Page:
Outlook: US Goliath faces Astec investors

If Mrs Beckett does decide to overhaul the Companies Act, then she may like to beef up its provisions relating to the protection of minority shareholders, since it is not clear what an army of Hampel, Cadbury and Greenbury committees can do about the goings on at Astec (BSR).

To recap, Astec's minority shareholders are attempting to stand up to a classic piece of bullying from Emerson, the American electronics giant. Emerson controls 51 per cent of the company and, in its old-fashioned way, wants to buy the rest on the cheap, warning that if its proposals are not accepted the minorities can kiss goodbye to their dividends.

To show it means business, Emerson has already requisitioned an EGM to remove the three independent executive directors from the board and replace them with its own appointees.

Despite yesterday's unusually public display of huffing and puffing from fund managers, the answer seems to be that there is very little they can do. Emerson is fully within its rights. The brutal but simple fact is that, having taken control of Astec through an asset swap back in 1989, Emerson can pretty much do whatever it likes.

If Emerson is obeying the letter of the law, however, it is hardly observing the spirit. For eight years, the relationship between Emerson, Astec and its remaining shareholders was a happy one. And when Emerson quietly lifted its holding above 50 per cent last year it was quick to reassure everyone that nothing had changed. So when Emerson told Astec's independent directors to accept an offer at the prevailing market price of 111p or else, it's not hard to see why the City's normally discreet fund managers felt hard done by.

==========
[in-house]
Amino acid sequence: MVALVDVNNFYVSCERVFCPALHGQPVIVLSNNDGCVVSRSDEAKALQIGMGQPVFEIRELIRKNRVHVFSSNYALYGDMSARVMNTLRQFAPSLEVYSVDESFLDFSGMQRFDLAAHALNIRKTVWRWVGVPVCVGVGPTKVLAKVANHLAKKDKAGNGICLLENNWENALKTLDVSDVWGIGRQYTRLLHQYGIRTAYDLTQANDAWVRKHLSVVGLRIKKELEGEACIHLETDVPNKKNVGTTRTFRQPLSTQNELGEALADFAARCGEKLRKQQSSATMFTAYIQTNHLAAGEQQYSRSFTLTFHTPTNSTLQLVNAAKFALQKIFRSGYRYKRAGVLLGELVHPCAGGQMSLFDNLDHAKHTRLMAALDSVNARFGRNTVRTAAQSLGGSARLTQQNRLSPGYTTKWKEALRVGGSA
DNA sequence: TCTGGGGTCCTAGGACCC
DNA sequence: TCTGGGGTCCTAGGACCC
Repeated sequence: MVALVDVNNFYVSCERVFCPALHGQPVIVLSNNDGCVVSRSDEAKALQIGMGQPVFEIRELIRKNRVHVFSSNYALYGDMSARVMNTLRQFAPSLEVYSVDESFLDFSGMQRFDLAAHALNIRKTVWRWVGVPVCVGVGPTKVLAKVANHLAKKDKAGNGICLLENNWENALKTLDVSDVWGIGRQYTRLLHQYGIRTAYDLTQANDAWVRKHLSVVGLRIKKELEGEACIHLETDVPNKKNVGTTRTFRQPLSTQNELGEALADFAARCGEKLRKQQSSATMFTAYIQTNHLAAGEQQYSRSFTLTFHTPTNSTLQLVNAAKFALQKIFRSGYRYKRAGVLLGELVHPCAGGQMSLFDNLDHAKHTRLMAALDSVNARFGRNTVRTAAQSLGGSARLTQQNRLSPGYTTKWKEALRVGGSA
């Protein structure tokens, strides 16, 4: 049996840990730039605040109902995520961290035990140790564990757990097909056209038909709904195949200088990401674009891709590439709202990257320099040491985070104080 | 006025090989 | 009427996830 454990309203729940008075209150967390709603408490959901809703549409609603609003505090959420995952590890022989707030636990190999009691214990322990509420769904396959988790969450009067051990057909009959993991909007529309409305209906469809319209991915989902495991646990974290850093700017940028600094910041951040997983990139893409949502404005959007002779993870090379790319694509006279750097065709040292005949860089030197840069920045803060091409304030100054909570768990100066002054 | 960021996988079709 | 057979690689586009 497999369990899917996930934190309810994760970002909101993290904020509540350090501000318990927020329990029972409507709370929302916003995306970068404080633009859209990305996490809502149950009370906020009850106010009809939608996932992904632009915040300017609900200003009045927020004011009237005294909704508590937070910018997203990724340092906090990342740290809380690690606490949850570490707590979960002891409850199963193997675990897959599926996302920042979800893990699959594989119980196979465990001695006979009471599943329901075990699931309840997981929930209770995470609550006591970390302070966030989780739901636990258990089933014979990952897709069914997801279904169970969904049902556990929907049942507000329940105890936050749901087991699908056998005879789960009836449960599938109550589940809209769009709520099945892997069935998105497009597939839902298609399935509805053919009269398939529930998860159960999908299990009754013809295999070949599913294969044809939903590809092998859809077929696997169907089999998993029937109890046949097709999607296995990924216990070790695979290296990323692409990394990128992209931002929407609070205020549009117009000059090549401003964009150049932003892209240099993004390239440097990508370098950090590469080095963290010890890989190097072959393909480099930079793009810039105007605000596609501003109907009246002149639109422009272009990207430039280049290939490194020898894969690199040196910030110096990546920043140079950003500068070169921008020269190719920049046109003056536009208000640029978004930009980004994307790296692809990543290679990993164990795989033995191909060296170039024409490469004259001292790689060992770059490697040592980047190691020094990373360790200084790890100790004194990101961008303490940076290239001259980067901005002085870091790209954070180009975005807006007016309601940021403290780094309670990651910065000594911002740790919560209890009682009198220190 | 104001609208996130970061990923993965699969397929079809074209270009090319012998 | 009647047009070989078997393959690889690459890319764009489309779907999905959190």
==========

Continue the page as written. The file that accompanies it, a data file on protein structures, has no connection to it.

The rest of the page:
If Emerson does not back off, the next step is legal action. Apparently, section 459 of the Companies Act is designed to protect minority shareholders from "unfair prejudice" but no one knows whether it will work in this case. Of course, the happiest conclusion for all concerned would be if Emerson coughed up a decent premium, say 140p a share, and permit everyone to go home with honour intact. In the meantime, the old rule of caveat emptor applies. If you invest in a company where the controlling shareholder suddenly decides to play hardball, you can't count on the old British sense of decency and fair play to protect you.